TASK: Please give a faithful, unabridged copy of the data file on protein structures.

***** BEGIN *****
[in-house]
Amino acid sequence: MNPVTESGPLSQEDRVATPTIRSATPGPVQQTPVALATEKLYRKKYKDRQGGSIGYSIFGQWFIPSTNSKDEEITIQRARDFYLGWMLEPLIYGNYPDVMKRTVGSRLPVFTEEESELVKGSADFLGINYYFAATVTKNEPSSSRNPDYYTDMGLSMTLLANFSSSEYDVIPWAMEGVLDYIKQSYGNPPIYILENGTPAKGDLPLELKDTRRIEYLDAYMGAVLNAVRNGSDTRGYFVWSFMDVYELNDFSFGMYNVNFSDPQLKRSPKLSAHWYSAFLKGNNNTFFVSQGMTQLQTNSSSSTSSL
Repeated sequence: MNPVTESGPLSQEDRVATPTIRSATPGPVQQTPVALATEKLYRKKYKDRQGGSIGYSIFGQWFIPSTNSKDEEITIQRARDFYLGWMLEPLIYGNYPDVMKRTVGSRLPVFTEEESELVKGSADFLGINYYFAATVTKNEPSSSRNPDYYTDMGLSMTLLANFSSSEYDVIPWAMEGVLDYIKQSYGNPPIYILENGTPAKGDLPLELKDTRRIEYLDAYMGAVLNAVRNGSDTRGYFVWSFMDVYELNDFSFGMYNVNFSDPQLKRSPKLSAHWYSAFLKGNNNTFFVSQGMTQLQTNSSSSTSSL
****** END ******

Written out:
[in-house]
Amino acid sequence: MNPVTESGPLSQEDRVATPTIRSATPGPVQQTPVALATEKLYRKKYKDRQGGSIGYSIFGQWFIPSTNSKDEEITIQRARDFYLGWMLEPLIYGNYPDVMKRTVGSRLPVFTEEESELVKGSADFLGINYYFAATVTKNEPSSSRNPDYYTDMGLSMTLLANFSSSEYDVIPWAMEGVLDYIKQSYGNPPIYILENGTPAKGDLPLELKDTRRIEYLDAYMGAVLNAVRNGSDTRGYFVWSFMDVYELNDFSFGMYNVNFSDPQLKRSPKLSAHWYSAFLKGNNNTFFVSQGMTQLQTNSSSSTSSL
Repeated sequence: MNPVTESGPLSQEDRVATPTIRSATPGPVQQTPVALATEKLYRKKYKDRQGGSIGYSIFGQWFIPSTNSKDEEITIQRARDFYLGWMLEPLIYGNYPDVMKRTVGSRLPVFTEEESELVKGSADFLGINYYFAATVTKNEPSSSRNPDYYTDMGLSMTLLANFSSSEYDVIPWAMEGVLDYIKQSYGNPPIYILENGTPAKGDLPLELKDTRRIEYLDAYMGAVLNAVRNGSDTRGYFVWSFMDVYELNDFSFGMYNVNFSDPQLKRSPKLSAHWYSAFLKGNNNTFFVSQGMTQLQTNSSSSTSSL